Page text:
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I went back to work before my daughter was 1. People judged me for it.

Katie Alexander   

I went back to work before my daughter was 1. People judged me for it.
  • In the UK, maternity leave is typically at least 9 months, though people often take off a year.
  • I went back to work 8 months after my daughter was born and people made judgmental comments.

I returned to work when my daughter was just 8 months old, and deep down, I knew I wasn't quite ready. I still wanted to be at home with her, but I had been looking for a new job even before I went on maternity leave, so when a new opportunity came up, I just couldn't pass on it.

The first month was really hard. I remember coming home at 6 p.m. and crying while rocking her to sleep. I was nervous about starting a new role and juggling time with my family, especially as I was still breastfeeding, so I was also attempting to pump in the office, during my commute on the train, and everywhere in between to make sure my partner and family could feed her while I worked.

Eventually, it got easier for both of us. We got into a bit of a routine, and I felt much happier. There are also a lot of other working mothers at my workplace in similar situations too, which made it seem a lot more normal — and made me feel less guilt-ridden.

When I finally went to a work event, a comment left me shocked

I finally built up the courage to leave my still-nursing child at home for the evening and decided to attend a networking event. "Why did you choose to return to work full-time? Did you think about going part-time?" a professional from another organization asked at the event.

I was shocked. I knew the question wasn't asked with malice, but the undertone of judgment was still there. Immediately, I was filled with emotion.

"I should be at home with my baby. That's what people think, don't they?!" I found myself thinking.

I had to take a minute before I replied and explained that I love my job and want to progress my career. Of course, I also felt I had to add the caveat that I'm fortunate to have a partner and family to help out with childcare.

I'm actually a better parent when I'm working

It's true that progressing my career is important for both me and my family. But what I couldn't say at that moment was that I'm actually a better parent because I work. I struggled with postpartum depression when my daughter was first born, and those challenges lasted until she was 6 months old.

Being on maternity leave made me feel trapped and isolated. I was ridden with mom guilt and never felt like I was a 'good enough' parent.

A few months later, I took my now-1-year-old to a toddler playgroup — a rare opportunity for us both to socialize. Quickly, the other moms and I got talking about returning to work when one of them asked, "Didn't you want to take the full year off to be with her?"

I just wanted to melt into the floor. I'm fortunate to live in the UK where parental leave is much more generous than other places around the world. Taking one year of parental leave is common but most women will only receive statutory maternity pay for nine months, unless their employer offers them more.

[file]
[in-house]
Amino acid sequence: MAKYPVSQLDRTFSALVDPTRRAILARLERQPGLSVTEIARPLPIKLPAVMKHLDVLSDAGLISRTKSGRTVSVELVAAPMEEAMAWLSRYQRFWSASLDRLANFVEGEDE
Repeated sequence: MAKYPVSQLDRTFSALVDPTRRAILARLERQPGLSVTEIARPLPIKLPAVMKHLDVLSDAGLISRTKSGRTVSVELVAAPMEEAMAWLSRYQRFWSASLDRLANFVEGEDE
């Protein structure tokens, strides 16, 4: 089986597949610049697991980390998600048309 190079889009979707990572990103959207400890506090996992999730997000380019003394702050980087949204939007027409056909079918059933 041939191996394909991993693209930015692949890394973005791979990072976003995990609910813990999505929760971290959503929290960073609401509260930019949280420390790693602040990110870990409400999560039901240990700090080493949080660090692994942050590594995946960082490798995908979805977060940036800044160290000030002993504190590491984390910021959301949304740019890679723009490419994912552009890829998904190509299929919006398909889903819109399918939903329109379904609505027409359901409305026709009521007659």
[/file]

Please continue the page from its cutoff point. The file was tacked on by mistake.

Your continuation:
It feels like such a privileged position to ask parents why they work. My employer at the time only provided statutory leave and pay, which meant I quickly ran out of time before I had no income.

I know I'm doing what's right for me, but I still worry what people think

Only recently a close friend of mine told me she's choosing to be a stay-at-home mom after she has her first child later this year. She went on to say how important the first years of a child's life are, adding that she wouldn't feel right going back to work and leaving her child.

It's her right to make this choice, but stating it as a universal truth hurt, and it felt like saying that the choice I made was the wrong one. I think a comment like this would have hurt no matter where it came from, but hearing it from a friend hurt more. Ultimately, I have to work to survive. My partner and I both work full-time, and we have to so we can pay our bills. I can't "choose" to be a stay-at-home mom. It would not be possible to pay our mortgage and bills and feed our kid if one of us didn't work — or even if one of us worked part-time.

That's a very normal reality for many families everywhere, yet I felt like the worst mother for working. My hands are tied, I have no other options and still, I feel awful.

I mentioned to my partner how I felt about working and about the comments I was getting as a working mom. Of course, he was supportive, telling me that I was doing what was best for our daughter and family.

My family and friends supported my decision in addition to helping me with childcare. I had another friend who'd gone back to work even earlier than I had, and she continues to tell me that while juggling work and family life can be difficult, it is so worth it to have your own career and a family. She constantly reminds me that I can have both.

My colleagues have also been supportive. I remember my CEO telling me stories of breastfeeding or how often her own children interrupt meetings. It helped a lot to know people were in my corner.

My daughter comes first, full stop. Shaming working mothers who have no other option — for whatever reason — helps no one. Ultimately, we shouldn't judge anyone who wants to progress their career and their families simultaneously.

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